At least twelve anti-mine workers have been shot dead by the Taliban in Afghanistan, the latest casualties in a spate of violence gripping the increasingly unstable country.
Earlier this week reports emerged that two US soldiers were killed after a gunman opened fire, while in a similar incident a Supreme Court official was gunned down outside his home in the capital Kabul.
Today, reports indicate another suicide attack in the capital, after a bomber detonated a device in the west of the town, targeting a bus of Afghan National Army (ANA) soldiers. Causality numbers remain unclear.
The Taliban targeted Star Link mine clearers working in Nadali and Washir districts, in Helmand province, killing 12 and leave another 12 injured, according to Afghani police spokesperson Farid Ahmad Obaid.
A Star Link employee – speaking on condition of anonymity – warned the death toll could be higher as company manager Mohammad Din confirmed separately that 81 workers were at the site during the attack.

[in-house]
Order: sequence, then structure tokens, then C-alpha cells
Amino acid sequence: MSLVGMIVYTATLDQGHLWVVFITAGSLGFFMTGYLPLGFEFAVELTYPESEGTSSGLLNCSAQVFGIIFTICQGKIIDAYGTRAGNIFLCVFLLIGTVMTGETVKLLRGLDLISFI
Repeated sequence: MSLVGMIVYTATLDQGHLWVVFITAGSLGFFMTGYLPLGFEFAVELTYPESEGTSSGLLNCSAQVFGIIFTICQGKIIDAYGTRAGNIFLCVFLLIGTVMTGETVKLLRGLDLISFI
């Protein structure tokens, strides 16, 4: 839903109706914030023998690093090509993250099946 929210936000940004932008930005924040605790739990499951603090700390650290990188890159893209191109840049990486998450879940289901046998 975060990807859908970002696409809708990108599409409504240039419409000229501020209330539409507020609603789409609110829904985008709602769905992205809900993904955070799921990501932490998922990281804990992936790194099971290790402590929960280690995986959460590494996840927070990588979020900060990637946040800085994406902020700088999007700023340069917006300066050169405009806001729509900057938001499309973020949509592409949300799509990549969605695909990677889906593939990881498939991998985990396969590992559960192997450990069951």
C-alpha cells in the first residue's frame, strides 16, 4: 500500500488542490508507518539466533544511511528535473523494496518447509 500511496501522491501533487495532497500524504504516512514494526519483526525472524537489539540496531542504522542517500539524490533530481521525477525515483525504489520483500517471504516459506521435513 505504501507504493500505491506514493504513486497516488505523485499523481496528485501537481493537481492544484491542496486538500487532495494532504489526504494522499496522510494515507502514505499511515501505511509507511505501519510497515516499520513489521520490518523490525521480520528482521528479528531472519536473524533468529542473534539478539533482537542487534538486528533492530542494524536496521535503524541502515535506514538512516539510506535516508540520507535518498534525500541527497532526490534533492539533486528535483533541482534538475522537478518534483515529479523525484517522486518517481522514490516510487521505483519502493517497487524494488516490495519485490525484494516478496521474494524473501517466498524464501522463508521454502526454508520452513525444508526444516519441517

It is another blow for the much hoped recovery of a nation that has been at war for decades.
Since President Ashraf Ghani took office, after a heavily contested election, violence has surged with Afghanistan is fast becoming one of the most dangerous countries for aid and relief organisations.
Last year the Humanitarian Outcomes partnership recorded the deaths of 81 aid workers in Afghanistan. Of 251 separate attacks, involving 460 humanitarian workers, three-quarters took place in either Afghanistan, Syria, South Sudan, Pakistan and Sudan.
The country is also leading on the number of mines sown into its potentially fertile soil: non-profit charity Halo Trust estimates roughly 640,000 mines have been laid since 1979 – wounding and killing at least 20,000 men, women and children.
Medical NGOs have warned they are seeing increasing numbers of injuries and fatalities as fighting erupts between the encroaching Taliban and the beleaguered ANA.
Additional reporting by Associated PressReuse content